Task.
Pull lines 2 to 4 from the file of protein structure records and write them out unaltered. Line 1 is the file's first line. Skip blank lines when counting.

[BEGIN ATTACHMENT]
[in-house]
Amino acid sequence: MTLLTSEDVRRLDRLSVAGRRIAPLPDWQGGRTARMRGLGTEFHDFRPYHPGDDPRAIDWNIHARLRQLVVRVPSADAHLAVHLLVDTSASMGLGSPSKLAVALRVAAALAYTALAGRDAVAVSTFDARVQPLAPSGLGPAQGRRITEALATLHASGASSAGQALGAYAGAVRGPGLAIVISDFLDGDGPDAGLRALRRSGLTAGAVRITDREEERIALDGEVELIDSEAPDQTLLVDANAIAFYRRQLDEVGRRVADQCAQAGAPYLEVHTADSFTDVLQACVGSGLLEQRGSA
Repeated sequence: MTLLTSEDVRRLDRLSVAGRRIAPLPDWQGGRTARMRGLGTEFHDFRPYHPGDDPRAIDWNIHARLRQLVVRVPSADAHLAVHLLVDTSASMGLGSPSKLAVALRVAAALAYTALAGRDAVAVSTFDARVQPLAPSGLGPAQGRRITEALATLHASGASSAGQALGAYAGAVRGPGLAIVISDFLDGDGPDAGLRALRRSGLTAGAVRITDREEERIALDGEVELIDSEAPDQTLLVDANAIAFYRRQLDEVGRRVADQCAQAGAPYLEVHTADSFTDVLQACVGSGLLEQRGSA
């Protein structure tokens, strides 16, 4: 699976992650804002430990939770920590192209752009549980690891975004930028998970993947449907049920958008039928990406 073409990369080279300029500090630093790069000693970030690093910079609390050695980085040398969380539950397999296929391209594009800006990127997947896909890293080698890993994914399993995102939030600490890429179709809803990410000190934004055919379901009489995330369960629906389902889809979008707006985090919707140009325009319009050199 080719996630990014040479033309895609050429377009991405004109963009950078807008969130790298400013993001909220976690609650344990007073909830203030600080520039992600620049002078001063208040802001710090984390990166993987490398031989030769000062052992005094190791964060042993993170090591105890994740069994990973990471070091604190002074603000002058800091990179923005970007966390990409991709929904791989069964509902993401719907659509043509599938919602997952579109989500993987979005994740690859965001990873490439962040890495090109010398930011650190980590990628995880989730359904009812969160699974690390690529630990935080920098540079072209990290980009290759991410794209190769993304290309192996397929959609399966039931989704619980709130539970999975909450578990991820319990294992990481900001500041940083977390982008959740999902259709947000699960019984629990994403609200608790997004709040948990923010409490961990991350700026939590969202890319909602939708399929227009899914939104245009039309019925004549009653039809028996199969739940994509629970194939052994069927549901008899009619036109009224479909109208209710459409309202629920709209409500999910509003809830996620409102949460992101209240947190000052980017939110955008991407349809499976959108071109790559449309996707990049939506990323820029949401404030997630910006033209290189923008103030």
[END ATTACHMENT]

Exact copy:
Amino acid sequence: MTLLTSEDVRRLDRLSVAGRRIAPLPDWQGGRTARMRGLGTEFHDFRPYHPGDDPRAIDWNIHARLRQLVVRVPSADAHLAVHLLVDTSASMGLGSPSKLAVALRVAAALAYTALAGRDAVAVSTFDARVQPLAPSGLGPAQGRRITEALATLHASGASSAGQALGAYAGAVRGPGLAIVISDFLDGDGPDAGLRALRRSGLTAGAVRITDREEERIALDGEVELIDSEAPDQTLLVDANAIAFYRRQLDEVGRRVADQCAQAGAPYLEVHTADSFTDVLQACVGSGLLEQRGSA
Repeated sequence: MTLLTSEDVRRLDRLSVAGRRIAPLPDWQGGRTARMRGLGTEFHDFRPYHPGDDPRAIDWNIHARLRQLVVRVPSADAHLAVHLLVDTSASMGLGSPSKLAVALRVAAALAYTALAGRDAVAVSTFDARVQPLAPSGLGPAQGRRITEALATLHASGASSAGQALGAYAGAVRGPGLAIVISDFLDGDGPDAGLRALRRSGLTAGAVRITDREEERIALDGEVELIDSEAPDQTLLVDANAIAFYRRQLDEVGRRVADQCAQAGAPYLEVHTADSFTDVLQACVGSGLLEQRGSA
């Protein structure tokens, strides 16, 4: 699976992650804002430990939770920590192209752009549980690891975004930028998970993947449907049920958008039928990406 073409990369080279300029500090630093790069000693970030690093910079609390050695980085040398969380539950397999296929391209594009800006990127997947896909890293080698890993994914399993995102939030600490890429179709809803990410000190934004055919379901009489995330369960629906389902889809979008707006985090919707140009325009319009050199 080719996630990014040479033309895609050429377009991405004109963009950078807008969130790298400013993001909220976690609650344990007073909830203030600080520039992600620049002078001063208040802001710090984390990166993987490398031989030769000062052992005094190791964060042993993170090591105890994740069994990973990471070091604190002074603000002058800091990179923005970007966390990409991709929904791989069964509902993401719907659509043509599938919602997952579109989500993987979005994740690859965001990873490439962040890495090109010398930011650190980590990628995880989730359904009812969160699974690390690529630990935080920098540079072209990290980009290759991410794209190769993304290309192996397929959609399966039931989704619980709130539970999975909450578990991820319990294992990481900001500041940083977390982008959740999902259709947000699960019984629990994403609200608790997004709040948990923010409490961990991350700026939590969202890319909602939708399929227009899914939104245009039309019925004549009653039809028996199969739940994509629970194939052994069927549901008899009619036109009224479909109208209710459409309202629920709209409500999910509003809830996620409102949460992101209240947190000052980017939110955008991407349809499976959108071109790559449309996707990049939506990323820029949401404030997630910006033209290189923008103030």